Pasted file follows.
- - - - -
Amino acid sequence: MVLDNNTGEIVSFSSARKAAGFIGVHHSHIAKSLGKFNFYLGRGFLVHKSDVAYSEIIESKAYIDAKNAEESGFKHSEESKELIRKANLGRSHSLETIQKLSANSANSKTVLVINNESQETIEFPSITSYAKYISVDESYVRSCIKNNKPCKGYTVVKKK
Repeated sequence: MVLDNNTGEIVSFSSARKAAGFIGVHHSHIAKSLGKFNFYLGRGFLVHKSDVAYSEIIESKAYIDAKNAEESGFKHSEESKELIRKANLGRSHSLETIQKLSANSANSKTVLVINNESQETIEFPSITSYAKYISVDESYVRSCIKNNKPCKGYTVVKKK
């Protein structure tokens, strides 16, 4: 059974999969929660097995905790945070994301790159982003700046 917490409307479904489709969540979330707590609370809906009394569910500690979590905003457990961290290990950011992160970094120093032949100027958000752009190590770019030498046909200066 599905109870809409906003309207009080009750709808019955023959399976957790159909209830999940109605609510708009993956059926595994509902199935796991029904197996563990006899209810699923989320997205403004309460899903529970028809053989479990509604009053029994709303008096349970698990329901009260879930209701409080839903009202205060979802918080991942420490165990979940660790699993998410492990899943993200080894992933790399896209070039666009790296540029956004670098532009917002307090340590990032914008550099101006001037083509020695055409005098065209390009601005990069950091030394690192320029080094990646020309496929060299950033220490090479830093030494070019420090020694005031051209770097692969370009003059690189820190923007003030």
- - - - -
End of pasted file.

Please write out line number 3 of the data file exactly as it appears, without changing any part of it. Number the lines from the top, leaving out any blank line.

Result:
């Protein structure tokens, strides 16, 4: 059974999969929660097995905790945070994301790159982003700046 917490409307479904489709969540979330707590609370809906009394569910500690979590905003457990961290290990950011992160970094120093032949100027958000752009190590770019030498046909200066 599905109870809409906003309207009080009750709808019955023959399976957790159909209830999940109605609510708009993956059926595994509902199935796991029904197996563990006899209810699923989320997205403004309460899903529970028809053989479990509604009053029994709303008096349970698990329901009260879930209701409080839903009202205060979802918080991942420490165990979940660790699993998410492990899943993200080894992933790399896209070039666009790296540029956004670098532009917002307090340590990032914008550099101006001037083509020695055409005098065209390009601005990069950091030394690192320029080094990646020309496929060299950033220490090479830093030494070019420090020694005031051209770097692969370009003059690189820190923007003030």